given on the fifth Sunday (sorry last blog was the fourth Sunday) of Lent, April 10, 2011
Today we are returning to Capernaum, which is the town that Jesus chose as his home after struggling for acceptance in Nazareth. Our spring break began along the Jordan River near Nazareth and has continued to follow Jesus’ ministry and his journey around ancient Israel. Last week we went north to Tyre and Sidon, and then circled back south through the mountains.
Jesus’ ministry is now almost three years old. The news of his miracles, his teachings, and his healings has spread. The people of Israel are interested, but at the same time unbelievable. The Jewish leaders and the Pharisees are feeling threatened. Their authority and the old traditions are being challenged.
Our journey has allowed us to look at Jesus’ ministry in terms of locations and experiences, but our intentional faith journey is also developing a deeper understanding of Jesus’ ministry and our responsibilities as Christians.
We are learning about why Jesus chose his disciples, why he openly performed miracles and healings. Our stop in the mountains refreshed us as we studied the transfiguration. Along the way, we review the expectations that Jesus has of us—to be compassionate and non-judgmental, even forgiving.
The return to Capernaum coincided with the Festival of Booths or Tabernacles, a Jewish religious festival unfamiliar to us. Our culture sees festivals as carnival rides, games of chance, craft booths, and a variety of events. Today’s festivals are far from religious, unless one’s faith is capitalism.
The Festival of Booths/Tabernacles is the Jewish equivalent of our Thanksgiving, lasting seven days not just one. When harvest was done, the Jewish people built small “booths” (comparable to today’s tents) to remember their nomadic life in the desert, and were to thank God for providing for them. The similarity between today’s festivals and the Festival of Booths is that it was fun and full of celebrating.
This poses the question, though, why would Jesus avoid attending the festival when everybody was there. One would think it was the perfect time for him to continue his ministry in a public setting—at least that is what his brothers thought:
3-5His brothers said, “Why don’t you leave here and go up to the Feast so your disciples can get a good look at the works you do? No one who intends to be publicly known does everything behind the scenes. If you’re serious about what you are doing, come out in the open and show the world.” His brothers were pushing him like this because they didn’t believe in him either. [John 7 from the Message]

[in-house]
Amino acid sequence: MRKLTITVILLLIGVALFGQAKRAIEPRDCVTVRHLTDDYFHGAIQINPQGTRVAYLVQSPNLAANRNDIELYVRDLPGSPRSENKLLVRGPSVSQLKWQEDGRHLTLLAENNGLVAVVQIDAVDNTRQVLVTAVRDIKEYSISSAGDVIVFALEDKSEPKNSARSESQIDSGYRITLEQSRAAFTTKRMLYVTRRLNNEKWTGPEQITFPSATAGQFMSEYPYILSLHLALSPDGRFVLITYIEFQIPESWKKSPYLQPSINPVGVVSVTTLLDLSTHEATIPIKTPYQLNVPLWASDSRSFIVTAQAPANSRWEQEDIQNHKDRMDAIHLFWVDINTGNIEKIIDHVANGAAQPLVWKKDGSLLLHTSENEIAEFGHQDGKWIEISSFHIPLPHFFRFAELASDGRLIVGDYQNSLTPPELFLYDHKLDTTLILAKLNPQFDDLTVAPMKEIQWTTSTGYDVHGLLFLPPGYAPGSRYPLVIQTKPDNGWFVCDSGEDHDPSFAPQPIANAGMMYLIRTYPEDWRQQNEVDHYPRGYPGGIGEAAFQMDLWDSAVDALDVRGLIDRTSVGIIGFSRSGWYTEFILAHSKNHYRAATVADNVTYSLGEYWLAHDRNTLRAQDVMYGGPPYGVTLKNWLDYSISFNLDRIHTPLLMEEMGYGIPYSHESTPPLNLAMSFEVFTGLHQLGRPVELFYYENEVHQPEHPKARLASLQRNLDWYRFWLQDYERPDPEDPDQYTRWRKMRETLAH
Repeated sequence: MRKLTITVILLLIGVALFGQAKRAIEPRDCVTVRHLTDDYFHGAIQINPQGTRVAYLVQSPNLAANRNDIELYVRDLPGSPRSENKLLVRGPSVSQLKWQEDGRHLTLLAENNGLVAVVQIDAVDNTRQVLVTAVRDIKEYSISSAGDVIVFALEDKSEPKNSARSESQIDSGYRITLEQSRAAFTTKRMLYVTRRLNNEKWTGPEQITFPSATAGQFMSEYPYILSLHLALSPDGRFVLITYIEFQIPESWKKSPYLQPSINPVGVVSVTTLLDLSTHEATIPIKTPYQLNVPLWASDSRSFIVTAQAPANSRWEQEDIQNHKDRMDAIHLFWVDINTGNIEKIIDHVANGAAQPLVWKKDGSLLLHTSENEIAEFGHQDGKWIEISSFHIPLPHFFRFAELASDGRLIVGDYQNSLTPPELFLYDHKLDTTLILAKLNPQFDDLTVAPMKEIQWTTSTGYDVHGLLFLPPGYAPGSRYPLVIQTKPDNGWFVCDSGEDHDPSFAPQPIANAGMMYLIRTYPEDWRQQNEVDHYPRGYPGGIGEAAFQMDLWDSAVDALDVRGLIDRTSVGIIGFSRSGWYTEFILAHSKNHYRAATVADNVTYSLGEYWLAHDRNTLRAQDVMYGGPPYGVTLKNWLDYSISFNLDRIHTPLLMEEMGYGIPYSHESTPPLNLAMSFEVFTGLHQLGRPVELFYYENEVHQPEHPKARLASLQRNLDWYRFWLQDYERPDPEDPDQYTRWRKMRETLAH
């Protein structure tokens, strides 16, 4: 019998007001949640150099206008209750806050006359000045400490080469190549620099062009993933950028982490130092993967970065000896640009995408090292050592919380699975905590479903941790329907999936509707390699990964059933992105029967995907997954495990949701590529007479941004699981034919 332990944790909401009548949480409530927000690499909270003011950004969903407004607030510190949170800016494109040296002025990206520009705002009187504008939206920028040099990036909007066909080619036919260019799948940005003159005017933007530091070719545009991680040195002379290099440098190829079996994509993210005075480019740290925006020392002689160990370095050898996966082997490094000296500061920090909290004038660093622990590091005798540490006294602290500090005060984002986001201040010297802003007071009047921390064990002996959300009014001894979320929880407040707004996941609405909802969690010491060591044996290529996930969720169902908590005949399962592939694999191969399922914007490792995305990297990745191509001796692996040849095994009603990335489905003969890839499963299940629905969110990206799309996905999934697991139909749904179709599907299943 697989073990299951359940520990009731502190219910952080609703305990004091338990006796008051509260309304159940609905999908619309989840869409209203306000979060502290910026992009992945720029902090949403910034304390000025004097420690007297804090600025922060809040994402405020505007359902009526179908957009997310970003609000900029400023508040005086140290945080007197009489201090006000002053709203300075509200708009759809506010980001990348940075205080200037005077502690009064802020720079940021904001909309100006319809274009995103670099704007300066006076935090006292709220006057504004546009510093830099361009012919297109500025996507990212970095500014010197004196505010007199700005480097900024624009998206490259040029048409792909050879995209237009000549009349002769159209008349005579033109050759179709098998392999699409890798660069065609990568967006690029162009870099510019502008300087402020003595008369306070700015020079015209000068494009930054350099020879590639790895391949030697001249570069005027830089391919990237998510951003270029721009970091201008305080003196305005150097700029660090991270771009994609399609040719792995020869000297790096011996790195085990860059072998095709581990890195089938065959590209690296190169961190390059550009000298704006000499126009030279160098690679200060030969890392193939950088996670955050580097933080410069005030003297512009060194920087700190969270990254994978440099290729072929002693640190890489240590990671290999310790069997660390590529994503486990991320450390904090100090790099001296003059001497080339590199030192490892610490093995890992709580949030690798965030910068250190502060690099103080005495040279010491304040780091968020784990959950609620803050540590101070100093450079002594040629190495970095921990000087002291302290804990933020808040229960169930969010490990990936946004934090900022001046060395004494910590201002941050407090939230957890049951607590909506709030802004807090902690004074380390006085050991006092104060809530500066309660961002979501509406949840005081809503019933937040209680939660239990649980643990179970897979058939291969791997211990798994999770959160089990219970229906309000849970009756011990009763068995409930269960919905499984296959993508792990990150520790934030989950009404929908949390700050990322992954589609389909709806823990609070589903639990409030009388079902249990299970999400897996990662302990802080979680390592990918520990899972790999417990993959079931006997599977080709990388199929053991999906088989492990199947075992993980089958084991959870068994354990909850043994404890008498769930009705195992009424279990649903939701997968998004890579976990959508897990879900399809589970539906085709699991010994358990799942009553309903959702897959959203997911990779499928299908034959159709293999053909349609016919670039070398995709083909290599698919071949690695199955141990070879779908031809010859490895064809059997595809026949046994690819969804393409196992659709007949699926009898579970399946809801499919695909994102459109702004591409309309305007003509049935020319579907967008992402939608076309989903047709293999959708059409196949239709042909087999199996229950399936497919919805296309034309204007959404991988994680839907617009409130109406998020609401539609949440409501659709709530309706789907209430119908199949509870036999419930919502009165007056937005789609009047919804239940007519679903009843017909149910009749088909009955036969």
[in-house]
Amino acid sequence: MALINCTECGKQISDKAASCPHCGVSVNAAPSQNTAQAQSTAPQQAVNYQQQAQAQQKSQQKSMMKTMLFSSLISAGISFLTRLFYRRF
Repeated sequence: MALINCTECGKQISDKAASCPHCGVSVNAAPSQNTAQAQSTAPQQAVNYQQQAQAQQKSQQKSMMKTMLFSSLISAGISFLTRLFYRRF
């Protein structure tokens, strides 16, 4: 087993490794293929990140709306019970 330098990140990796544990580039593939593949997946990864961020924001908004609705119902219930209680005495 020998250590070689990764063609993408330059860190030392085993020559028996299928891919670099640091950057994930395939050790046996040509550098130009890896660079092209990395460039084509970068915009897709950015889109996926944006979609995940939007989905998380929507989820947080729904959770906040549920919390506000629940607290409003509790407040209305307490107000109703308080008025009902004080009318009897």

But Jesus knew it was not the right time, and he did not go with his brothers as they went to the festival. He waited and then quietly, with no pomp and circumstance, joined the festival later in the week.
Walking into the crowds at the festival with everybody celebrating made it easy for Jesus to reach the temple unnoticed. Once inside the temple he began teaching. And once he began teaching, he captured the attention of the Pharisees and the Jewish leaders also in the temple. Jesus’ skill as a teacher captured the interest of the common people while causing the Pharisees and the leaders to feel threatened.
Consider what it would be like to go to a professional football game where everybody is tailgating in the parking lot. The smell of brats and burgers fill the parking lot. Talk is loud and filled with bragging. The fans get loud when they are pleased with a play. They like the coach and rally to see what he is going to do next. Unfortunately, the coach is trying out some new plays and it is causing some fans to challenge the plays. The crowd has mixed feelings as cheers and boos mix in the stands.
Jesus’ ministry was developing a huge fan following, but the traditionalists were becoming worried. Their old ways were threatened; they needed to do something to keep the faith as Moses had established it. But as with all traditions, what started generations earlier had evolved into something different. In our scripture today, we learn that the original Law of Moses, the Ten Commandments, had been supplemented to so much that it was impossible for even the Pharisees and the Jewish leaders to keep from sinning.
The festival became a pivotal event in Jesus’ ministry. While the Jewish were celebrating the end of the crop harvest, Jesus was continuing to harvest new believers. Remember when Jesus rested at the well, Jacob’s well, and talked to the Samaritan woman? When the disciples returned, he told them that Samaria was ready to harvest. The harvest festival becomes a metaphor for Jesus’ ministry, too. The harvest for three years has been good, now was Jesus’ time to step directly into the open.
The challenge in the temple sets up the scenario for the next festival, Passover. As the gospel John continues to outline Jesus’ ministry (notice that none of the other gospels includes the details of the Festival of Booths), the verbal challenge of the Pharisees becomes an informal trial [quickly summarize the following excerpt]: